Most of the above layouts can be customized to suit your unique needs; for example, sofas can be swapped for some kind of a sectional in every case (except for the sofas “talking” layout, where one U-shaped sectional could create a similar setup instead). That said, you may find you need to add or subtract accent furniture — and layer in lighting for visibility — to make sure your room doesn’t cause a traffic jam as you and others move around the space. The pros had a few more words of wisdom on choosing tables and rugs, too, so keep these ideas in mind as you fine-tune your rectangle living room layout now and in the future. 

Make Sure Tables Are Appropriately Sized

As long as a coffee table isn’t going to teeter over, that’s good enough, right? Well, there’s more to this anchoring piece than meets the eye. “Coffee tables should be 18 inches from the couch, and no more than two-thirds the width of the couch,” Marés says. So, if your current coffee table is significantly smaller than that, think about pushing it to the side of your sofa or next to a chair, as it might be better side table material. 

Drink tables are experiencing something of a revival, too, even in the tiniest of living rooms. “I very much like the idea of a small cocktail table between two chairs, in addition to side tables and coffee tables,” Marés continues. “They are especially useful in small spaces, as they typically have a pedestal base, and therefore, can easily slip between two chairs, even if they are placed close together. One last bit of math to remember: “Don’t force two side tables with a sectional if it’s not working,” Marés says. “Side tables should be an inch or two within the height of the sofa arm.”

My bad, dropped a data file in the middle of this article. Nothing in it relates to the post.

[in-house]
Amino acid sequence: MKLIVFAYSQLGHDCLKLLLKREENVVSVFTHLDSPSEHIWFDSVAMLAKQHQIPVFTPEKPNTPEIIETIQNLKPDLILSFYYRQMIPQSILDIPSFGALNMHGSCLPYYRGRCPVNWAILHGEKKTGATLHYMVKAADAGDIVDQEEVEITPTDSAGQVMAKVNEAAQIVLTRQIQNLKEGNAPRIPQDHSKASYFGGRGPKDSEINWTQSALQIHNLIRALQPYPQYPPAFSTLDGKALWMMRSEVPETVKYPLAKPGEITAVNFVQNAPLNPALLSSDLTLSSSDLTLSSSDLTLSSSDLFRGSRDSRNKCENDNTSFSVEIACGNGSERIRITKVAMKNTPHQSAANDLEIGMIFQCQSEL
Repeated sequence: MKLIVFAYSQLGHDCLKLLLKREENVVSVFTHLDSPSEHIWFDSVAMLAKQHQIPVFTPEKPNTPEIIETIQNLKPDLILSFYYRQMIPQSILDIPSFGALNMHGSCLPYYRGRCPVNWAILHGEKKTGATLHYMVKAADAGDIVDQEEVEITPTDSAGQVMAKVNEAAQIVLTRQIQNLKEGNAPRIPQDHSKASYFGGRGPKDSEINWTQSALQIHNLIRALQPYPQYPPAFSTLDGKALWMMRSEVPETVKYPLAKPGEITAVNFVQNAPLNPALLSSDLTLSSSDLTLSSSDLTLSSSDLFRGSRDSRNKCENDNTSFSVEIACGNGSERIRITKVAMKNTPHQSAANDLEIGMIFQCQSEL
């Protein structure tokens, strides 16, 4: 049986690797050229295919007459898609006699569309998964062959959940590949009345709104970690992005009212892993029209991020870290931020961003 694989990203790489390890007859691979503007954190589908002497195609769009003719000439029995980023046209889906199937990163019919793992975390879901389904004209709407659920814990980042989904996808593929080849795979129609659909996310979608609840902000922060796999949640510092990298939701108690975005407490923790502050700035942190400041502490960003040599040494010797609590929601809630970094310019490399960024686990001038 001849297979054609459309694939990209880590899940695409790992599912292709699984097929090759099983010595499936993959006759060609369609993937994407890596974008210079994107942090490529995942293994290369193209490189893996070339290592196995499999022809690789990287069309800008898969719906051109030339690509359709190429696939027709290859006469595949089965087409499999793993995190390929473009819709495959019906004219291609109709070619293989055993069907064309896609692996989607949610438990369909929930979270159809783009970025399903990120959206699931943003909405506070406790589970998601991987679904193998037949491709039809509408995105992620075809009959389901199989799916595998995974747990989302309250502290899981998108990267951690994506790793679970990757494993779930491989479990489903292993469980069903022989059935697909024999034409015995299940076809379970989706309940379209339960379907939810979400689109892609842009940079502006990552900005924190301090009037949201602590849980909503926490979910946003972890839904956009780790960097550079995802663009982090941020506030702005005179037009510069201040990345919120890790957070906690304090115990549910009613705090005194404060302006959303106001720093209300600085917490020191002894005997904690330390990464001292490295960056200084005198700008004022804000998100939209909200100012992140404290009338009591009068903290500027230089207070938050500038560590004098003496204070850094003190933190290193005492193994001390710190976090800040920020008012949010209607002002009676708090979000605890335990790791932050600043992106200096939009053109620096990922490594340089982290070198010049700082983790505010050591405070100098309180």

In specific regard to side tables, Vroom says she layers them in according to how she hopes the living room will be used. “Do I need a small drink table, or do I need something larger for a lamp? If lounging is the name of the game, I’ll add an upholstered ottoman to kick your feet up.” A larger one can take the place of a coffee table, if you so please. 

Find the Right Scale Rug 

While you should be able to repurpose a familiar coffee table or sofa in a layout rearranging exercise, a too-small rug may just have to go. Wayne, Marés, and Vroom all agreed that a teeny rug is often the biggest layout mistake they come across in living rooms, and it’s likely factoring into a loss of style and function — it’s easy to slip on a rug that looks like an island in the middle of a room! 

“Typically, I choose a rug that is slightly longer than my sofa. My preference is to go slightly oversized to help ground the room,” Vroom says. “At a minimum, select a size where the front legs of your sofa and chairs can rest on the rug. You could also mix things up with an asymmetrical or round rug. I’d still try to get it large enough that some of the furniture rests on the rug.”

But if you really, really love a too-small rug, Vroom offers up this suggestion. “Layer in a neutral rug, like sisal, under the one you love to solve that issue.”